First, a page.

I do look forward to getting the OCD under better control and see how the depression reacts.

    Thanks for your writing!

    • ocdtalk says:

      Thanks for your comment, especially regarding depression. It was a simple correlation for my son, but again, I know it’s not always that “neat.” I hope you are able to get both the OCD and depression under control in the near future.

  3. Thank you. Will use as the main link in my Shrinks Think post coming later today.

    Mostly I use Shrinks Think to post stuff Shrinks talk about. One purpose of the posts, howerer are to education consumers and hopefully to educate shrinks about consumers think. Shrinks don’t listen enough to consumer.

  4. ocdtalk says:

    Thanks! I will definitely check out “Shrinks Think!”

  5. margaretlucy says:

    Excellent post. For so long, every time I “acquired” a new diagnosis, first Major depressive disorder, then generalized anxiety disorder, then PTSD, I felt weighed down by these labels and felt each diagnosis was a stigma.

    It wasn’t until months of therapy later, and my cousin J telling me that “labels are for products, not people” that I came to realize that all of the diagnoses were essentially a doctor’s way to trying to identify what was wrong with me. And no matter what the problem, the bottom line was I was sick, and I needed to get better.

  6. raffles71 says:

    Hello
    Ive just written my first post regarding my sons ocd, it was then that I came across your blog and im steadily working my way through it.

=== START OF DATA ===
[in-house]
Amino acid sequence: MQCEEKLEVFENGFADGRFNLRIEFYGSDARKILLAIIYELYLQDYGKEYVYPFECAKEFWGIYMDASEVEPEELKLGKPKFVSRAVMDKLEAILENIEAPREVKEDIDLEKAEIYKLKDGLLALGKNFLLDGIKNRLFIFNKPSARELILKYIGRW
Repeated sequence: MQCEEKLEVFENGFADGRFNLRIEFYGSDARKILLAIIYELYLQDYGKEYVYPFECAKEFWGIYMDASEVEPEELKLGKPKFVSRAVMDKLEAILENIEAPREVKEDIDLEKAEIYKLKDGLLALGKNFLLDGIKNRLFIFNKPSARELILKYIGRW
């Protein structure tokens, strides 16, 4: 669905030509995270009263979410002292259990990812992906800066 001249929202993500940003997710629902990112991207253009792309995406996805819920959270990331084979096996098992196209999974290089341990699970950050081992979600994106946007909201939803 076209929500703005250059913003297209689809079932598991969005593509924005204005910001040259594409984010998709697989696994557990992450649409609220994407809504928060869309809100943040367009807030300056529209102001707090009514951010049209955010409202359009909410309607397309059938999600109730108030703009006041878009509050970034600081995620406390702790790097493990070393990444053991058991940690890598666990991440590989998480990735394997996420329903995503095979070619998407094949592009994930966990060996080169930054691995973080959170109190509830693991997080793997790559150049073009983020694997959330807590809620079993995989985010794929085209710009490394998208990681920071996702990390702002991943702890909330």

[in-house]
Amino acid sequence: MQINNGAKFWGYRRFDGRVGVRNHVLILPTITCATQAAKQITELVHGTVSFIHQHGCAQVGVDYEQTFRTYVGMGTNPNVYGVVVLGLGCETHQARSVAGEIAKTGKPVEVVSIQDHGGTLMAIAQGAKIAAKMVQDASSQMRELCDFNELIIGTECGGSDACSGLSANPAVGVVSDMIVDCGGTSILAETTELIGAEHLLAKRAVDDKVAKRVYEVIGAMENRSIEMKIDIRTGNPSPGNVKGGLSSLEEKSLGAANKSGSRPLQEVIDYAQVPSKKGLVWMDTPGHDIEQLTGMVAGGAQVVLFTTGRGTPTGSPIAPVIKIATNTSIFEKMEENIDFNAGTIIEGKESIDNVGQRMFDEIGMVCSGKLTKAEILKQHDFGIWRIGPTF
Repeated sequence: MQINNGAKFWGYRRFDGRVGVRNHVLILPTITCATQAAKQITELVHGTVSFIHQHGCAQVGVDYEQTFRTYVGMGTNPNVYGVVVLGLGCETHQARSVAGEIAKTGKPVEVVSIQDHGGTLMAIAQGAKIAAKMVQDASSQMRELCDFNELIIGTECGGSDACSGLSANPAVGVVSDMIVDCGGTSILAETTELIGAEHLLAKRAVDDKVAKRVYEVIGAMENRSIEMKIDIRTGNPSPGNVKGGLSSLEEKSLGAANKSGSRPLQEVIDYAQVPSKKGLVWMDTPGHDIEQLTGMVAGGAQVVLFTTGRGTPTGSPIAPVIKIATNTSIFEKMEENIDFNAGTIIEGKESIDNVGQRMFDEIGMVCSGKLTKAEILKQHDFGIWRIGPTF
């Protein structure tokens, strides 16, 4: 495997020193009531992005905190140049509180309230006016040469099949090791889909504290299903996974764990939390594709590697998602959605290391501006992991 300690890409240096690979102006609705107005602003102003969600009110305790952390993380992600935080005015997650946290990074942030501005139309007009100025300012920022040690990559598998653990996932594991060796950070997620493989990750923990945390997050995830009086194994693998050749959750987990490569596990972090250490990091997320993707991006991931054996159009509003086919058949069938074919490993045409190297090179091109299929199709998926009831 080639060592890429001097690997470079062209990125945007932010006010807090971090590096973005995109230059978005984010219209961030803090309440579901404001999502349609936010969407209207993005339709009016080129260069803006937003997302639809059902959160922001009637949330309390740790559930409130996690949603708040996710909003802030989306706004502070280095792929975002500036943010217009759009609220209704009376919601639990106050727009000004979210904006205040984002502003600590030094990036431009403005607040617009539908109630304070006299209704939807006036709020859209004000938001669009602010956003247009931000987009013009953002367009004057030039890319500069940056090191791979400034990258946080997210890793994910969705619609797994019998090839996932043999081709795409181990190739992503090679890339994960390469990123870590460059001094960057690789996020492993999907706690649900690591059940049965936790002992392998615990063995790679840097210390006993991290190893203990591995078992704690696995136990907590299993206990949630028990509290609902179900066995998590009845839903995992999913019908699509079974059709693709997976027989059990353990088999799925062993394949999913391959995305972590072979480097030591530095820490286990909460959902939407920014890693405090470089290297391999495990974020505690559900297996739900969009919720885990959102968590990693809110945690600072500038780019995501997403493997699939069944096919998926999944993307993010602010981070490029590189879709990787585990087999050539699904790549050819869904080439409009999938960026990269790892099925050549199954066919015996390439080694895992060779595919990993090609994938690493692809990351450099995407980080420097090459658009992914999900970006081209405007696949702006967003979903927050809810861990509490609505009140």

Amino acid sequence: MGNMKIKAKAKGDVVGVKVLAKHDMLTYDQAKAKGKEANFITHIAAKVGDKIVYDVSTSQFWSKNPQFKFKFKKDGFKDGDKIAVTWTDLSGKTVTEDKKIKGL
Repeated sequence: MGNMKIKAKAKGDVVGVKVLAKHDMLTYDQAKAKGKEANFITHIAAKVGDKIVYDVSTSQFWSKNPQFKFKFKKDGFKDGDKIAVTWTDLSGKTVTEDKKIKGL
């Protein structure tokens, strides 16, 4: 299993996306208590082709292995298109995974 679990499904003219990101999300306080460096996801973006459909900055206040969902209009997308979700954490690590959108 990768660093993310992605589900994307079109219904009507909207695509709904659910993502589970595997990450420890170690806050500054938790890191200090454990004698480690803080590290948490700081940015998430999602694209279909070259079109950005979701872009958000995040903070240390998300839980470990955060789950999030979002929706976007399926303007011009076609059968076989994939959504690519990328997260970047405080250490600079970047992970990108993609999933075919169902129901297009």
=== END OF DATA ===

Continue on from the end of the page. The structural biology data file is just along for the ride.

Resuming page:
It seems they both suffered from the same type of ocd ie the intrusive horrible thoughts.Its good to hear that you found some help as it is a really horrible thing to see your child in such a state.
    I think there needs to be more specialists in the Uk too.

  7. ocdtalk says:

    Thanks for commenting! I agree there needs to be more specialists everywhere as with the right therapy, treatment can be very successful.

  8. ocd3timesocd3timesocd3times says:

    One of the keys to lifting my depression was understanding how many other people also have this disorder. It’s not that I want others to suffer like me, but having the additional company has shown me that I am not crazy.

    When I was a child, my parents could not figure out what I touched every object in my house 3 times. When they asked me, I could not give them an answer because I didn’t know. I thought I was crazy, but besides for the obsessive thoughts and compulsive touching, I felt fine. I wish your son all the luck in a healthy future. I still struggle with the disorder, but my depression is mostly gone.

  9. ocdtalk says:

    Thank you so much for your kind words, and I am happy to report my son is doing well now.
    I think it is so important for us to share with each other, to know that OCD sufferers and their families are not alone, and certainly are not crazy (my son is the “sanest” person I know!)

  10. Undoubtedly excellent post. Thanks for sharing am important Information. This is very beneficial for me………..

  11. ocdtalk says:

    I’m glad you found it helpful!

Leave a Reply

Fill in your details below or click an icon to log in:

WordPress.com Logo

You are commenting using your WordPress.com account. Log Out / Change )

Twitter picture

You are commenting using your Twitter account. Log Out / Change )

Facebook photo

You are commenting using your Facebook account. Log Out / Change )

Google+ photo

You are commenting using your Google+ account. Log Out / Change )

Connecting to %s